Life Hypnotic with Helene Cixous
In the summer of 2005, in my attempt to complete my collection of Said's writings, I bought a book called Freedom and Interpretation: Oxford Amnesty Lectures 1992 from someone in the UK, in which Said's essay, "Nationalism, Human Rigths, and Interpretation," was included. I was unaware at the time that I already owned this very essay in Said's Reflections on Exile. The question that was put to the lecturers (who included Kristeva, Ricouer, Eagleton, et al.) was: "...consider the consequences of the deconstruction of the self for the liberal tradition. Does the self as construed by the liberal tradition still exist? If not, whose human rights are we defending?" (2). This is a question that came up in class when Steven and I presented, and one of the things we discussed in our preparation was whether there was a way of defining civil rights in a way that was meaningful that did not have to fall back on founding religious texts or terminology. This question seems especially salient in the United States, where citizens are much more likely to derive authority for their opinions from the Bible than, say, the Universal Declaration of Human Rights, Enlightenment texts, or the Constitution.
While reading the book, there occurred one of the happiest accidents of my life: the discovery of Helene Cixous. Her almost Woolfian prose and sensibility were invigorating, and although her "moment" may have passed, her texts remain relevant and moving, as all great writing is. For Cixous, the issue is why the construction of ourselves as subjects involves so much fear of the Other: "All poets know that the self is in permanent mutation, that it is not one's own, that it is always in movement, in a trance, astray, and that it goes out towards you. That is the free self. Our time is afraid of losing, and afraid of losing itself. But one can write only by losing oneself, by going astray, just as one can love only at the risk of losing oneself, and of losing" (19). Again, we ask ourselves, how can we construct or make our governments enforce an idea of human rights to individuals who are always "in movement," and "in permanent mutation"? Do my rights obtain in the instant where I am losing part of myself in the act of loving another? Whether I am recognized as a citizen in my place of residence or not? When I am captured and interrogated by American soldiers because my name is Abdur Zahid Rahman, which is, to them, the same as Abdur Sayed Rahman? Perhaps in the beginning of the 21st century, "in times of strangeness, by sharing unhappiness, by being strangers together, people and poet reconstitute an internal homeland" (26).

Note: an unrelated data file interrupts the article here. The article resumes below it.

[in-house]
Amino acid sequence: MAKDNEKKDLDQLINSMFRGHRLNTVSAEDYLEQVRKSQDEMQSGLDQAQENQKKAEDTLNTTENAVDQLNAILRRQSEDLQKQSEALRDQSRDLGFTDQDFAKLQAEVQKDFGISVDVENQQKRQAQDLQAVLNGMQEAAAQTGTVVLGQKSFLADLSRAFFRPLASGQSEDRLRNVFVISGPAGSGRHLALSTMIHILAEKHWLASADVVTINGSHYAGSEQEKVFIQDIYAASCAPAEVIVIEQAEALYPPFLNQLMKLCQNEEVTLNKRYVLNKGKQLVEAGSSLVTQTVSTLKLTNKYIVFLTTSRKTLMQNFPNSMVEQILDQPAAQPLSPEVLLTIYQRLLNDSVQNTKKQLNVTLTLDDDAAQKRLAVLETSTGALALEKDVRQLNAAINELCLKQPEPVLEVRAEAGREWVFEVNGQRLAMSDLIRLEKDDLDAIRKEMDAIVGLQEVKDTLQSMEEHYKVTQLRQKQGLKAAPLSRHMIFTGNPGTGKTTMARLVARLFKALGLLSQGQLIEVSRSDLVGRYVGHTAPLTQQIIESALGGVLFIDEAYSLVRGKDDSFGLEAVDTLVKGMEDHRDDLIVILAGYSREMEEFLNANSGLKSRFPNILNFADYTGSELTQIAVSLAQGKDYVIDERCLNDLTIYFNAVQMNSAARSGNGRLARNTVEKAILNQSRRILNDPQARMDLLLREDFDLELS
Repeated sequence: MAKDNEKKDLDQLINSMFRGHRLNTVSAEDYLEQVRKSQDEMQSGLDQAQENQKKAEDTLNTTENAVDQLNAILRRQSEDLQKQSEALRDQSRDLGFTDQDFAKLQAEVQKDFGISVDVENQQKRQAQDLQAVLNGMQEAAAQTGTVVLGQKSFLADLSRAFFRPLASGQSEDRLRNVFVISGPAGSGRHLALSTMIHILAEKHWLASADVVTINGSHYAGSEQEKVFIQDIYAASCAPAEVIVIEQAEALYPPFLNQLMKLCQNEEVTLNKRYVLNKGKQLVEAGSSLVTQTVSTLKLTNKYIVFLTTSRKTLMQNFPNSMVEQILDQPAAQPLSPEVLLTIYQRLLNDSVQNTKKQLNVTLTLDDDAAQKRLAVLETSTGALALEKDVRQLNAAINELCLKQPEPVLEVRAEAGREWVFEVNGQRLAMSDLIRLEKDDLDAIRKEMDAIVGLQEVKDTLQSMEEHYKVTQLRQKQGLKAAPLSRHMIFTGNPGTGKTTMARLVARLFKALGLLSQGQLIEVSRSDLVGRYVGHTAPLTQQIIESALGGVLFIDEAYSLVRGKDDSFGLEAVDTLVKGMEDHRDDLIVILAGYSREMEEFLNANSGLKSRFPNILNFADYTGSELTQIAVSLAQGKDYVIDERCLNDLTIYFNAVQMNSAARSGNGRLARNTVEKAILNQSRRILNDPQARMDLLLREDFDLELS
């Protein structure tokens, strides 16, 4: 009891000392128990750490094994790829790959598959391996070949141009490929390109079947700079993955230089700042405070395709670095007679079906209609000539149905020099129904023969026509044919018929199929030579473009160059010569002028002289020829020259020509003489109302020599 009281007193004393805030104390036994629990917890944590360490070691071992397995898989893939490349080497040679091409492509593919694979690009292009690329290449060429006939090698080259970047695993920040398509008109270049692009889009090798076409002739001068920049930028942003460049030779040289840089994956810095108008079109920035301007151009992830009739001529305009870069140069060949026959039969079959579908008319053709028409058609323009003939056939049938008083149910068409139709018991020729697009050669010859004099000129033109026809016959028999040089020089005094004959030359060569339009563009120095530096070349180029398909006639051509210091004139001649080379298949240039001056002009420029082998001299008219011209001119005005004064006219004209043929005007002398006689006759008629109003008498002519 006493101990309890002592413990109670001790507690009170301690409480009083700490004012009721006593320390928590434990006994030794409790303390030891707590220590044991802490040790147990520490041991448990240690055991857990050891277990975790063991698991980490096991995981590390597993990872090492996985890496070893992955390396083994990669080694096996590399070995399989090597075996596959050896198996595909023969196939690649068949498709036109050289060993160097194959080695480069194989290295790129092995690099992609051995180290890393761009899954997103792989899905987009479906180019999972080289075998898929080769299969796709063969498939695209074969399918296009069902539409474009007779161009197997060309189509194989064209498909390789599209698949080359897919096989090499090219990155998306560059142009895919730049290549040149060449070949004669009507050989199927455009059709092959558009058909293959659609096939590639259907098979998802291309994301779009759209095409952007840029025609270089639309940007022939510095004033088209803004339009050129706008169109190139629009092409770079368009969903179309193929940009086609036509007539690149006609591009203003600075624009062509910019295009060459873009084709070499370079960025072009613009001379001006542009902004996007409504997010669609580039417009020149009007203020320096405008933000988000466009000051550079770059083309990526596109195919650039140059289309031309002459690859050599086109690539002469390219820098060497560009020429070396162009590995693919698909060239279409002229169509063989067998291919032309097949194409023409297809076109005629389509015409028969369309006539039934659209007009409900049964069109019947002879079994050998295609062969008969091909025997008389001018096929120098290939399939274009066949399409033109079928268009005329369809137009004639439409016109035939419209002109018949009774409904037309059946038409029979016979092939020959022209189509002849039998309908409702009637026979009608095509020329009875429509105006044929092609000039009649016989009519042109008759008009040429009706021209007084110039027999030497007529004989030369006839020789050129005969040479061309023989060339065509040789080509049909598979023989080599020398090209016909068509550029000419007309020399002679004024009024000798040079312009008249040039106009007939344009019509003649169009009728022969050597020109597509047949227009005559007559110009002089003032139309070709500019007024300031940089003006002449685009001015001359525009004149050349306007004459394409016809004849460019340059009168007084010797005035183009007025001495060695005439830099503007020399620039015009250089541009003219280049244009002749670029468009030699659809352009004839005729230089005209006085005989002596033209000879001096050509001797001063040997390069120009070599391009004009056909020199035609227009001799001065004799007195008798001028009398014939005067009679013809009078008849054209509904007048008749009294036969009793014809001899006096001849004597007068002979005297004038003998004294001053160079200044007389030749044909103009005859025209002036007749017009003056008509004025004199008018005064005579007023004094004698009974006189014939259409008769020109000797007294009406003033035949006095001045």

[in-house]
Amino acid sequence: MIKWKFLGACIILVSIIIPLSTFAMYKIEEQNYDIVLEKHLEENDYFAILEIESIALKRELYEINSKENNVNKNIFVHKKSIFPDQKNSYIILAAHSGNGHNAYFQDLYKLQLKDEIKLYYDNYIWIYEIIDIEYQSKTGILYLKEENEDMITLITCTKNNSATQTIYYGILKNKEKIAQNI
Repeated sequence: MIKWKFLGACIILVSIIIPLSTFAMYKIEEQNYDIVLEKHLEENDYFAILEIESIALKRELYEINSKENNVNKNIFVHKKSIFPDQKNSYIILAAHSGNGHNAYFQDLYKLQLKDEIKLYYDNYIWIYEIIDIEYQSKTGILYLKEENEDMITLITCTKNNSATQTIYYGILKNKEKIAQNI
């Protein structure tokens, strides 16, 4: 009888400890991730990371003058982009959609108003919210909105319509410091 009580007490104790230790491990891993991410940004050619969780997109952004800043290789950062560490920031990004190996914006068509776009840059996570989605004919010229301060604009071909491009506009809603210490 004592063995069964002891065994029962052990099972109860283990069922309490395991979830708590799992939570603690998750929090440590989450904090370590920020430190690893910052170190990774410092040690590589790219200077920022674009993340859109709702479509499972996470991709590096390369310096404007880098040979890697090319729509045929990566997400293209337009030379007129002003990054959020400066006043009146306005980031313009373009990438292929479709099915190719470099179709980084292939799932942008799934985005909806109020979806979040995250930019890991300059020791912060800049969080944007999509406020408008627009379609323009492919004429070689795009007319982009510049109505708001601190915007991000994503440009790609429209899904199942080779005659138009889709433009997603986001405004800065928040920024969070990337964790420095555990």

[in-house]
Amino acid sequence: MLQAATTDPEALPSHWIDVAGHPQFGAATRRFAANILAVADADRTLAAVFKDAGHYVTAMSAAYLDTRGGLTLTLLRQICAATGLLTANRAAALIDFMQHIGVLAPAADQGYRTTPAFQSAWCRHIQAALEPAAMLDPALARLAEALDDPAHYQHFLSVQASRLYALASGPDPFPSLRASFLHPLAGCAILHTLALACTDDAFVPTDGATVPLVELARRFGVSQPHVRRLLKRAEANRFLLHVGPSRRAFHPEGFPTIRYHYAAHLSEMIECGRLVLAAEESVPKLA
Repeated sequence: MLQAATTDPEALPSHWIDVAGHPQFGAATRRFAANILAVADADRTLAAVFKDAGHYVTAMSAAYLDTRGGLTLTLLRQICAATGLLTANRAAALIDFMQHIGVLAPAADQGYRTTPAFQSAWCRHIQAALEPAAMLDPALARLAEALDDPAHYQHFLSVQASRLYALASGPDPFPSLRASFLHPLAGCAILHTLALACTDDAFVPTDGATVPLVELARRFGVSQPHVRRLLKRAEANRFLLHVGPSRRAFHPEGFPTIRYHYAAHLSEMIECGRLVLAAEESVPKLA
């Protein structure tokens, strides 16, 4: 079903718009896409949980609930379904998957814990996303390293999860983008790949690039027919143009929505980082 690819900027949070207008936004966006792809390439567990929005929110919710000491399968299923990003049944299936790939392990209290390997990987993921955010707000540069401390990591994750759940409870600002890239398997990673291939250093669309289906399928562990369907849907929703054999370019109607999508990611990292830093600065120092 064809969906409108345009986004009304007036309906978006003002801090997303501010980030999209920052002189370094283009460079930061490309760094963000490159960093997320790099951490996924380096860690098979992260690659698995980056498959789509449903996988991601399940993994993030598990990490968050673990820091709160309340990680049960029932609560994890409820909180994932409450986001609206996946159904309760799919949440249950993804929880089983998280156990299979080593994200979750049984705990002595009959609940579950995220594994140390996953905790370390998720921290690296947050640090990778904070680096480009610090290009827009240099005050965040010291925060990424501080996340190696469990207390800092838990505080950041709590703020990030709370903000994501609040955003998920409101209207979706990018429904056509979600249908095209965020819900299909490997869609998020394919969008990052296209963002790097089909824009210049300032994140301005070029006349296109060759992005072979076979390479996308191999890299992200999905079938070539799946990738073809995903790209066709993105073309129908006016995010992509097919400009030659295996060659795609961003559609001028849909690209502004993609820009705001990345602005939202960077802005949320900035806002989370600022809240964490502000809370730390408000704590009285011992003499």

In the end, it is not a national identity that defines us, but language, which remains central even when we are in exile. Language does not lie apart from us, however, nor are we long immune from physical violence once language comes under attack: "Those who do not tell the truth, those who feed untruths to the world, have begun to kill. and the great scandals of our society have had modest beginnings. Every day the media spectacle poisons the public. We are assassinated from far off and from close up" (32). Finally, it is not those who are free, but those who are not, that stimulate us to expand the realm of freedom of language and movement: "Do we need a camp, a prison, a war, to free us from our indifference to ourselves and from our fear of others? So that we do no forget our good fortune?" (44).
Johnson, Barbara, ed. Freedom and Interpretation: The Oxford Amnesty Lectures 1992. New York: BasicBooks, 1993.